by Jennifer Moore
Paperback: 224 pages
Publisher: Covenant Communications, Inc. (May 4, 2020)
Lady Sophronia Bremerton is a far cry from the typical debutante, but she’s the toast of London’s upper class for one simple reason: she’s a society columnist for the London Illustrated News, and the gentry loves seeing their exploits printed in the gossip pages. But Sophie has bigger plans she aspires to be an investigative reporter. When a stuffy ballroom at yet another Season proves to be nothing more than the usual rumor mill, Sophie seeks respite in the library alongside four other young women who, for their own reasons, are also looking for escape. As the conversation turns to their secret ambitions, the women form a sisterhood and a bold plan: they will make their dreams a reality, no matter the obstacles. Thus begins the Blue Orchid Society.
Hearing of a murder in a London rookery, Sophie seizes the opportunity to prove her skills. Detective Jonathan Graham doesn’t believe a civilian, a noblewoman at that, should be anywhere near a murder investigation, but Sophie insists on helping bring the killer to justice. Her investigative prowess doesn’t go unnoticed by the police, especially Jonathan, who can’t decide whether this intrepid reporter is a thorn in his side or the woman of his dreams. But as the case grows more complicated and dangerous, their very lives and their hearts may be at risk.
I liked the intro chapter and I look forward to learning more about each of the women in the Blue Orchid Society. They don’t fit in to the constraints of the current society but they are all unique and form a lasting friendship.
“I wish to be known for more than just to whom I was born”
I enjoyed the character development of Sophie and Jonathan. The mystery itself took a little to get into. There was a touch too many crime scene details for my taste. After a little bit the mystery picked up for me and I really looked forward to seeing how it would play out.
“One cannot control matters of the heart”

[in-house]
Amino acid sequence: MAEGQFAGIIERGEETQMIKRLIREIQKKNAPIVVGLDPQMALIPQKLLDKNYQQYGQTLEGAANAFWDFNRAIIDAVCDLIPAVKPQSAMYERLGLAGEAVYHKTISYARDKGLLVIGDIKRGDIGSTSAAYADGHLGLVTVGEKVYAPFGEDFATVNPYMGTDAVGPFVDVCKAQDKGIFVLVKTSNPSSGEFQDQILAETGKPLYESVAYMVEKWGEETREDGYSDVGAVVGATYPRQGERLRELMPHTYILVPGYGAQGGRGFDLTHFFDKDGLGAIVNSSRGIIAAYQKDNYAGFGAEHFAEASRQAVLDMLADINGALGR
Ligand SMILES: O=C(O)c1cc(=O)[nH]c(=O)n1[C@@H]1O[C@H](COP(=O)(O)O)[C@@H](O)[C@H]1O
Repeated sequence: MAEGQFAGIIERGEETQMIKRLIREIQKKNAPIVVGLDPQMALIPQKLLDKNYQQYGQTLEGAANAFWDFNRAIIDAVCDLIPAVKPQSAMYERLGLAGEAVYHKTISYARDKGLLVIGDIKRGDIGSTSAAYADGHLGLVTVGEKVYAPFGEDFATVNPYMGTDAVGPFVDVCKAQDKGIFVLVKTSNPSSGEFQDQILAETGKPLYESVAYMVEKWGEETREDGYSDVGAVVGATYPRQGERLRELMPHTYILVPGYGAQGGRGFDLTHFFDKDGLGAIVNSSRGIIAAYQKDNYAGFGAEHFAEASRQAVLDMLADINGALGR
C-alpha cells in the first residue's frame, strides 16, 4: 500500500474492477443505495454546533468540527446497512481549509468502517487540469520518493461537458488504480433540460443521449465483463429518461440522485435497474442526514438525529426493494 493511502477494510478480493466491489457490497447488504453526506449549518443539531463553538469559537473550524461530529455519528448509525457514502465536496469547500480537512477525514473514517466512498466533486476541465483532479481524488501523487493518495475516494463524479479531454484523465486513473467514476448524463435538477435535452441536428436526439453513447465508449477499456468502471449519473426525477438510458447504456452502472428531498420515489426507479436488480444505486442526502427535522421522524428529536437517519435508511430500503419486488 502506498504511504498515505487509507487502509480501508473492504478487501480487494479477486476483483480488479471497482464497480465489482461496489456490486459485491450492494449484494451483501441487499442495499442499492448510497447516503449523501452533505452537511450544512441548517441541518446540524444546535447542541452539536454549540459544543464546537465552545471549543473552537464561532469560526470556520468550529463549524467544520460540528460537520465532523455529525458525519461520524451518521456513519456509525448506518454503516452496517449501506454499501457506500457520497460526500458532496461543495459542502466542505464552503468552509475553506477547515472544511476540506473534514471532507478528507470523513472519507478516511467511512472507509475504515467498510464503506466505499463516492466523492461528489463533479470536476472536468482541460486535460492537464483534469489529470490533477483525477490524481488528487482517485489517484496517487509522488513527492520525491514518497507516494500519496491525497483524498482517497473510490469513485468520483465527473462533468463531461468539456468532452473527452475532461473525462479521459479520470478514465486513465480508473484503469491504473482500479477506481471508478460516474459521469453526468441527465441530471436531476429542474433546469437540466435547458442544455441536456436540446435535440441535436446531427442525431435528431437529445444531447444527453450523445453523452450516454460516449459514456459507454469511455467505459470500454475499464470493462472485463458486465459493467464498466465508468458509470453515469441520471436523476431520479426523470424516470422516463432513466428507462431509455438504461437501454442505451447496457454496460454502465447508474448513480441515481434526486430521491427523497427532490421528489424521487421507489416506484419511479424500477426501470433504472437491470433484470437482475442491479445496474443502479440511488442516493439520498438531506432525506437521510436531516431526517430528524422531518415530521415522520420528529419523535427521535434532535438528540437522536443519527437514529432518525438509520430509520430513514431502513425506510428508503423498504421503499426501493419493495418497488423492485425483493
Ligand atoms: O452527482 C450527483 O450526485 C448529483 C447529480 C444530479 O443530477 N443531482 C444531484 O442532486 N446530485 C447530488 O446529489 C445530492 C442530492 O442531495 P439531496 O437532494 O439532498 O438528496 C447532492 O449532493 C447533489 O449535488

I liked that this was a different kind of Victorian novel and following along throughout the inter workings of an entire police investigation was interesting aside from the crime scene itself.
“A gentleman needs to be rescued by a lady every now and then.”
Historical fiction is my favorite genre to read and I liked reading about the different groups of people during this time period.
As Arthur Bremerton, Lord Mather, hurries to the opening session of Parliament, he is incensed to find his way blocked by a boisterous group protesting for women’s rights. But his annoyance turns to mortification when he finds his own cousin among their ranks, alongside a beautiful suffragette who engages him in a fierce battle of words and wills.
Emmeline’s fight for equality is just one facet of her wide-ranging interests. At the moment, her most pressing concern is how she and her mother, an eccentric Baroness, are to begin again after the family’s fortune was squandered following her father’s death. After her heated disagreement with Lord Mather, the only thought she gives the infuriating man is the hope that they will never meet again. But alas, this hope is in vain: unbeknownst to them, both Emmeline and Arthur are to be guests at a three-week house party, and fate seems determined to throw them together at every opportunity.